It sounds like your husband is not open to change and perhaps does not truly understand just how much his pornography addiction is harming your relationship. It may be time for you to put some boundaries into play. Although I cannot encourage you to divorce your husband, I think that there can be steps taken to help guide you through this. I would highly encourage you to find a therapist. Even if your husband won’t attend with you, therapy can be instrumental in helping you decide what next steps to take.

        I would also recommend that you turn to resources like support groups and Bloom for Women. Both will help you to find other women experiencing similar situations.
        Ultimately, cling to Christ as your source of hope and healing. Porn’s grip is tight, but God’s grace shines brightly with hope and love.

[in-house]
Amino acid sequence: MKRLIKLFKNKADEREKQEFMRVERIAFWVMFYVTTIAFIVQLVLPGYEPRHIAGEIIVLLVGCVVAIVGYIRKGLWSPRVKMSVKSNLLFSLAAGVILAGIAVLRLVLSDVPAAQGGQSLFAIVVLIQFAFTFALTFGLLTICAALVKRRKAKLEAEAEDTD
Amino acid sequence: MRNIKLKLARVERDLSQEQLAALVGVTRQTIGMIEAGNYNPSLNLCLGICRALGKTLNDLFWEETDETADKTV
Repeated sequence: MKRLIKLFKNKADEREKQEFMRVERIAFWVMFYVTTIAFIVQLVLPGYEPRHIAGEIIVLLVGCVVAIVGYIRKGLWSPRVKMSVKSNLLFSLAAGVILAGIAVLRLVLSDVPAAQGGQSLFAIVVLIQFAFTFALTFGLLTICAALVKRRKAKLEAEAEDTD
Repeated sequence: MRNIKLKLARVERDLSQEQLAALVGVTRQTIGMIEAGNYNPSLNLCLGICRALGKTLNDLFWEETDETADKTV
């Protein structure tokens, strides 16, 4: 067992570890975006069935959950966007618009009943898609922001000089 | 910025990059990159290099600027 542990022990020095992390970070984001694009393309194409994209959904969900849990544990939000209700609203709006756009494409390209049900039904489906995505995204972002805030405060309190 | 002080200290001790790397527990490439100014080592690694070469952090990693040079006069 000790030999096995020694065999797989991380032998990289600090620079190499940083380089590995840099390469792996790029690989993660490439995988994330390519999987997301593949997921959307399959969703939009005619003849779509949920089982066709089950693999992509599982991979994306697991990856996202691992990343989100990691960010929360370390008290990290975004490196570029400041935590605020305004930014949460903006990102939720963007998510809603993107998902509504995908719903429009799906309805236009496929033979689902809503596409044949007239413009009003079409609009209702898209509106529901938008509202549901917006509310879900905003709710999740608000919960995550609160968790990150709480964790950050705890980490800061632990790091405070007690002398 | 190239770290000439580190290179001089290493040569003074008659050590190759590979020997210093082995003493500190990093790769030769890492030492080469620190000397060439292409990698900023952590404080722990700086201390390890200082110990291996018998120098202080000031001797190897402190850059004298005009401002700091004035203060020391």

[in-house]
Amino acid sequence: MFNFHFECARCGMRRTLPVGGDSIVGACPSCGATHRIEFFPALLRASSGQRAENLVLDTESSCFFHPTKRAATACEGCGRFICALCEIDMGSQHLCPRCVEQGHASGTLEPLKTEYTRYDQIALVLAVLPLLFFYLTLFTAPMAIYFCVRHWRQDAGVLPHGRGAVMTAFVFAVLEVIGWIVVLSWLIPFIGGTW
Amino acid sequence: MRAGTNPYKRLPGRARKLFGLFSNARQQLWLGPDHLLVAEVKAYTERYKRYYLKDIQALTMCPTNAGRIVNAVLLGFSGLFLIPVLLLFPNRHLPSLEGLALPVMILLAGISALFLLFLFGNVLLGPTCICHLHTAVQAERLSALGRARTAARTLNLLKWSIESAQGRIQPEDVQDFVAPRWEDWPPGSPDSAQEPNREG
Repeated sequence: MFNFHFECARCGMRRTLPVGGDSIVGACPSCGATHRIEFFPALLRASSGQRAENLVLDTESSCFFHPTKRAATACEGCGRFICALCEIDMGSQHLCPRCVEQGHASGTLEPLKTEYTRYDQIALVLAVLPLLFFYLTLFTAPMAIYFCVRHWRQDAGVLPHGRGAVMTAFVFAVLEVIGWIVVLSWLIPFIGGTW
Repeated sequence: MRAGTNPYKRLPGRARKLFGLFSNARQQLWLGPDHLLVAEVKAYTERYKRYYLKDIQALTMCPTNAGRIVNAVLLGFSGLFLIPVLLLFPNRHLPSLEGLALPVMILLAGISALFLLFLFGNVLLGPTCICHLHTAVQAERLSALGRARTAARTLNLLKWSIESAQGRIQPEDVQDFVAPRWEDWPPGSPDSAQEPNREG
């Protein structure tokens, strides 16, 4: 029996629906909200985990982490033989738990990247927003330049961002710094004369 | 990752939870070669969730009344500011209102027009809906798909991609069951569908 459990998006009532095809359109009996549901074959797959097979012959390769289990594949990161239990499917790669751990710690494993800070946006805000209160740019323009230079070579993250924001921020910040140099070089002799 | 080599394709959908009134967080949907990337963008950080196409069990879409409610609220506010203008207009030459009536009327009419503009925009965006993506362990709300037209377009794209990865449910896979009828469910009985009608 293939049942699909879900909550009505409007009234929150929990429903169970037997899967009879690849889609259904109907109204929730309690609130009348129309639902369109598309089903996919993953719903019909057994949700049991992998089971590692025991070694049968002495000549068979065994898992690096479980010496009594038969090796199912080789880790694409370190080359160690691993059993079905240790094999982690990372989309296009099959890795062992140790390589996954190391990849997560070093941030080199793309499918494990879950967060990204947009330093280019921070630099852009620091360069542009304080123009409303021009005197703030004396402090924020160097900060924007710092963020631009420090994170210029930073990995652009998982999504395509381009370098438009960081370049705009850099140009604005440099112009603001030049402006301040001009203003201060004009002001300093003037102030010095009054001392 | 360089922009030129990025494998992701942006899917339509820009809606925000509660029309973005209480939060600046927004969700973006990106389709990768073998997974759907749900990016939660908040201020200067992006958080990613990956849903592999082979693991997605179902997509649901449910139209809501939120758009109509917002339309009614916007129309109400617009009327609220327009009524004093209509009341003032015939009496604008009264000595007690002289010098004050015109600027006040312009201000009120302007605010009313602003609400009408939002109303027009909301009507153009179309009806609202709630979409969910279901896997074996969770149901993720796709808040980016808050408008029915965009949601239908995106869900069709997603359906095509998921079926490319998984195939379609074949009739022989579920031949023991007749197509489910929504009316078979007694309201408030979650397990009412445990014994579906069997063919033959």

Blessings,
        Moriah

    2. Mellissa on

      My husband watches porn every night. He doesn’t care that I know and tries to get me to watch it with him. He thinks it would be good for me and maybe I will learn something. I tell him it is disgusting and leave the room. He keeps watching and when I go to bed, he tries to get me to do the things he just watched. I tell him that I am his wife, not a porn star. He just complains and asks me why everything has to be on my terms. Why don’t I care about his needs.

      Reply
      • Kay Bruner on

        Hey there,

        Well, this sounds pretty typical of a man who’s watching a lot of porn and sees women simply as objects for his own self-gratification. I don’t think there’s much you can do to change him, but there’s a lot you can do to be healthy for yourself.

        Consider your boundaries. Here, here, and here are some articles to help you start thinking about that.

        Find a therapist for yourself, to help you process your pain and to get support for your healthy boundaries.

        Find a support group for yourself.

        Check out the online resources at Bloom for Women.